Former Turkish deputies win court battle

Published 16.06.2015 17:27

The European Court of Human Rights (ECtHR)has fined Turkey for violating the right to free elections of two citizens who tried to stand as independent candidates in 2007.

An ECtHR statement released on Tuesday said that the rights of two former members of Parliament, Mehmet Hatip Dicle and Selim Sadak, were violated.

Dicle and Sadak were deputies from the Democracy Party, which was later dissolved by the Constitutional Court. The pair were sentenced to 15 years in prison in October 1995 on charges of being members of an illegal organization.

When Dicle and Sadak attempted to run as independent candidates in July 2007, their efforts were blocked by the Supreme Election Board (YSK), which, according to the ECtHR, ruled that their "criminal convictions precluded their eligibility."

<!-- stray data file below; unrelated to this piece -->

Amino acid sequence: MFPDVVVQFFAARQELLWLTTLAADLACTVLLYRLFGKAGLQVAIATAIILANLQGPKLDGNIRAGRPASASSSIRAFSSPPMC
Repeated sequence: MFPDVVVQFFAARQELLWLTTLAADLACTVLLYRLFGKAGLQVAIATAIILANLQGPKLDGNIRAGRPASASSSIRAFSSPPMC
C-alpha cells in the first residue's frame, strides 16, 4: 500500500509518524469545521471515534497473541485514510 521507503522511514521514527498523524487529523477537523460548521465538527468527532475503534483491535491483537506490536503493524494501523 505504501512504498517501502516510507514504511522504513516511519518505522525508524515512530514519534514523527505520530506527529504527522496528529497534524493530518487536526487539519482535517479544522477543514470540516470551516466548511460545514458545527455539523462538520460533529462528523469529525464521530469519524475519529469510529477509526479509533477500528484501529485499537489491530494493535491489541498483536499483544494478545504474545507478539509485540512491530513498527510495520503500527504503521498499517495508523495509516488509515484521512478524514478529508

This was despite the fact that their convictions were under re-examination in Turkey and their prison sentence reduced to seven years and six months.

The pair took their case to the ECtHR in 2001 and received an initial ruling in their favor.

On Tuesday, the ECtHR found that their right to a fair trial was violated because of a "lack of independence and impartiality of the State Security Court, and the failure to inform the applicants in a timely manner of the reclassification of the charges against them, together with their inability to examine or have examined witnesses against them."

The two men again took their case to the ECtHR, claiming that their presumption of innocence had been disregarded.

According to the verdict, Turkish authorities must pay 6,000 euros in non-pecuniary damages to Dicle and Sadak, plus 715 euros in costs and expenses to both applicants.

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